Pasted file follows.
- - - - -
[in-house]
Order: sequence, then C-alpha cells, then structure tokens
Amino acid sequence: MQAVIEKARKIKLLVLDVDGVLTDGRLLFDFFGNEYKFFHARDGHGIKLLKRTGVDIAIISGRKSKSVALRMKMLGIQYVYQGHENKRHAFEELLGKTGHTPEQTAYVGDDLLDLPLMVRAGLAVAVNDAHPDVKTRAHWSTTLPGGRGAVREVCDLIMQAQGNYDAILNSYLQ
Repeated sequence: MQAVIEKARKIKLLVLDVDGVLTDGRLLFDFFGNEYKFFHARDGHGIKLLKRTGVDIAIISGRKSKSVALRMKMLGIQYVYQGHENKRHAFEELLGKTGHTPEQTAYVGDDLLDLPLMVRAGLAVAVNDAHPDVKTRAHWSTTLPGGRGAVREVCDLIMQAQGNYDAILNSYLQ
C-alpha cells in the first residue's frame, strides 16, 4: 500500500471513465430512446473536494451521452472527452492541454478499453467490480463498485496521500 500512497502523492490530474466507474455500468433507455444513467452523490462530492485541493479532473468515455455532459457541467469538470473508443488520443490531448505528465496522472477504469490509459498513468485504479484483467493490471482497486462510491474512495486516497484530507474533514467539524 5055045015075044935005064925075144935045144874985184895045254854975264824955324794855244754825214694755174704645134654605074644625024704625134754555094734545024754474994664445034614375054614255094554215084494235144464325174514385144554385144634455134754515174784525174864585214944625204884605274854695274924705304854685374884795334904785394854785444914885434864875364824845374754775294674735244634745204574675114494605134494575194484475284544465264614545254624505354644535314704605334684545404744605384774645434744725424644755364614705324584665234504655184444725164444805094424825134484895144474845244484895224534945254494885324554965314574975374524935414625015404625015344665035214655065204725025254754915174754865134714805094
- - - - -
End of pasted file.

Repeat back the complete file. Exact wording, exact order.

[in-house]
Order: sequence, then C-alpha cells, then structure tokens
Amino acid sequence: MQAVIEKARKIKLLVLDVDGVLTDGRLLFDFFGNEYKFFHARDGHGIKLLKRTGVDIAIISGRKSKSVALRMKMLGIQYVYQGHENKRHAFEELLGKTGHTPEQTAYVGDDLLDLPLMVRAGLAVAVNDAHPDVKTRAHWSTTLPGGRGAVREVCDLIMQAQGNYDAILNSYLQ
Repeated sequence: MQAVIEKARKIKLLVLDVDGVLTDGRLLFDFFGNEYKFFHARDGHGIKLLKRTGVDIAIISGRKSKSVALRMKMLGIQYVYQGHENKRHAFEELLGKTGHTPEQTAYVGDDLLDLPLMVRAGLAVAVNDAHPDVKTRAHWSTTLPGGRGAVREVCDLIMQAQGNYDAILNSYLQ
C-alpha cells in the first residue's frame, strides 16, 4: 500500500471513465430512446473536494451521452472527452492541454478499453467490480463498485496521500 500512497502523492490530474466507474455500468433507455444513467452523490462530492485541493479532473468515455455532459457541467469538470473508443488520443490531448505528465496522472477504469490509459498513468485504479484483467493490471482497486462510491474512495486516497484530507474533514467539524 5055045015075044935005064925075144935045144874985184895045254854975264824955324794855244754825214694755174704645134654605074644625024704625134754555094734545024754474994664445034614375054614255094554215084494235144464325174514385144554385144634455134754515174784525174864585214944625204884605274854695274924705304854685374884795334904785394854785444914885434864875364824845374754775294674735244634745204574675114494605134494575194484475284544465264614545254624505354644535314704605334684545404744605384774645434744725424644755364614705324584665234504655184444725164444805094424825134484895144474845244484895224534945254494885324554965314574975374524935414625015404625015344665035214655065204725025254754915174754865134714805094